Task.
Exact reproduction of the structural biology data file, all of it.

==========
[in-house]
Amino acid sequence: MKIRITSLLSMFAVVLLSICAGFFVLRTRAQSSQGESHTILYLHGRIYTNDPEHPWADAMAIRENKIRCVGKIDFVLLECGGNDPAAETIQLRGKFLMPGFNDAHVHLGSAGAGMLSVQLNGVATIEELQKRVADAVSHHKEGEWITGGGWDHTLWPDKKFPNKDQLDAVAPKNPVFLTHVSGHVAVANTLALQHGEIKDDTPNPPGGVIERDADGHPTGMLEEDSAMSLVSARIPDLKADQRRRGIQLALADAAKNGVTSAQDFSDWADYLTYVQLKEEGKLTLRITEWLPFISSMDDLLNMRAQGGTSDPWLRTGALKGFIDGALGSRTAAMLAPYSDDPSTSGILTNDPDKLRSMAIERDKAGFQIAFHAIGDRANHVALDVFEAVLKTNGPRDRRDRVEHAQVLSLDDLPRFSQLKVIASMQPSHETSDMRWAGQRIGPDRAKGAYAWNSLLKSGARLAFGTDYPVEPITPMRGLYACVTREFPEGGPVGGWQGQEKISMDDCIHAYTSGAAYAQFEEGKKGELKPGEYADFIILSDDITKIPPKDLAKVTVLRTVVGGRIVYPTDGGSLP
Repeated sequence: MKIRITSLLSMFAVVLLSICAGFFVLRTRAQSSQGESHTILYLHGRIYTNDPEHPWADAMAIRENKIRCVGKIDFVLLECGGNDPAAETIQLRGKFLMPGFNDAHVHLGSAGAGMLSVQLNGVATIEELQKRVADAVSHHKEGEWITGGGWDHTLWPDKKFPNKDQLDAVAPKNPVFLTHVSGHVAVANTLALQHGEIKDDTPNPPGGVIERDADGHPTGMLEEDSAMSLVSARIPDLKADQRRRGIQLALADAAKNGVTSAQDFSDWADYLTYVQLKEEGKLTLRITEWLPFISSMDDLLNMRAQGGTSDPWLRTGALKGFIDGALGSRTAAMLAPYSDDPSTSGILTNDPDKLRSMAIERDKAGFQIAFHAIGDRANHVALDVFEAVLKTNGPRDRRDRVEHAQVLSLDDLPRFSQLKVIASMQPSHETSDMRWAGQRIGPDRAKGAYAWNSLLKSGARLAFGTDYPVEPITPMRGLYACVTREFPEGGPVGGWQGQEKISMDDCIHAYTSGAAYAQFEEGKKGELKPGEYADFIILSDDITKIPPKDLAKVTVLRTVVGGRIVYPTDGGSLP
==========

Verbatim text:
[in-house]
Amino acid sequence: MKIRITSLLSMFAVVLLSICAGFFVLRTRAQSSQGESHTILYLHGRIYTNDPEHPWADAMAIRENKIRCVGKIDFVLLECGGNDPAAETIQLRGKFLMPGFNDAHVHLGSAGAGMLSVQLNGVATIEELQKRVADAVSHHKEGEWITGGGWDHTLWPDKKFPNKDQLDAVAPKNPVFLTHVSGHVAVANTLALQHGEIKDDTPNPPGGVIERDADGHPTGMLEEDSAMSLVSARIPDLKADQRRRGIQLALADAAKNGVTSAQDFSDWADYLTYVQLKEEGKLTLRITEWLPFISSMDDLLNMRAQGGTSDPWLRTGALKGFIDGALGSRTAAMLAPYSDDPSTSGILTNDPDKLRSMAIERDKAGFQIAFHAIGDRANHVALDVFEAVLKTNGPRDRRDRVEHAQVLSLDDLPRFSQLKVIASMQPSHETSDMRWAGQRIGPDRAKGAYAWNSLLKSGARLAFGTDYPVEPITPMRGLYACVTREFPEGGPVGGWQGQEKISMDDCIHAYTSGAAYAQFEEGKKGELKPGEYADFIILSDDITKIPPKDLAKVTVLRTVVGGRIVYPTDGGSLP
Repeated sequence: MKIRITSLLSMFAVVLLSICAGFFVLRTRAQSSQGESHTILYLHGRIYTNDPEHPWADAMAIRENKIRCVGKIDFVLLECGGNDPAAETIQLRGKFLMPGFNDAHVHLGSAGAGMLSVQLNGVATIEELQKRVADAVSHHKEGEWITGGGWDHTLWPDKKFPNKDQLDAVAPKNPVFLTHVSGHVAVANTLALQHGEIKDDTPNPPGGVIERDADGHPTGMLEEDSAMSLVSARIPDLKADQRRRGIQLALADAAKNGVTSAQDFSDWADYLTYVQLKEEGKLTLRITEWLPFISSMDDLLNMRAQGGTSDPWLRTGALKGFIDGALGSRTAAMLAPYSDDPSTSGILTNDPDKLRSMAIERDKAGFQIAFHAIGDRANHVALDVFEAVLKTNGPRDRRDRVEHAQVLSLDDLPRFSQLKVIASMQPSHETSDMRWAGQRIGPDRAKGAYAWNSLLKSGARLAFGTDYPVEPITPMRGLYACVTREFPEGGPVGGWQGQEKISMDDCIHAYTSGAAYAQFEEGKKGELKPGEYADFIILSDDITKIPPKDLAKVTVLRTVVGGRIVYPTDGGSLP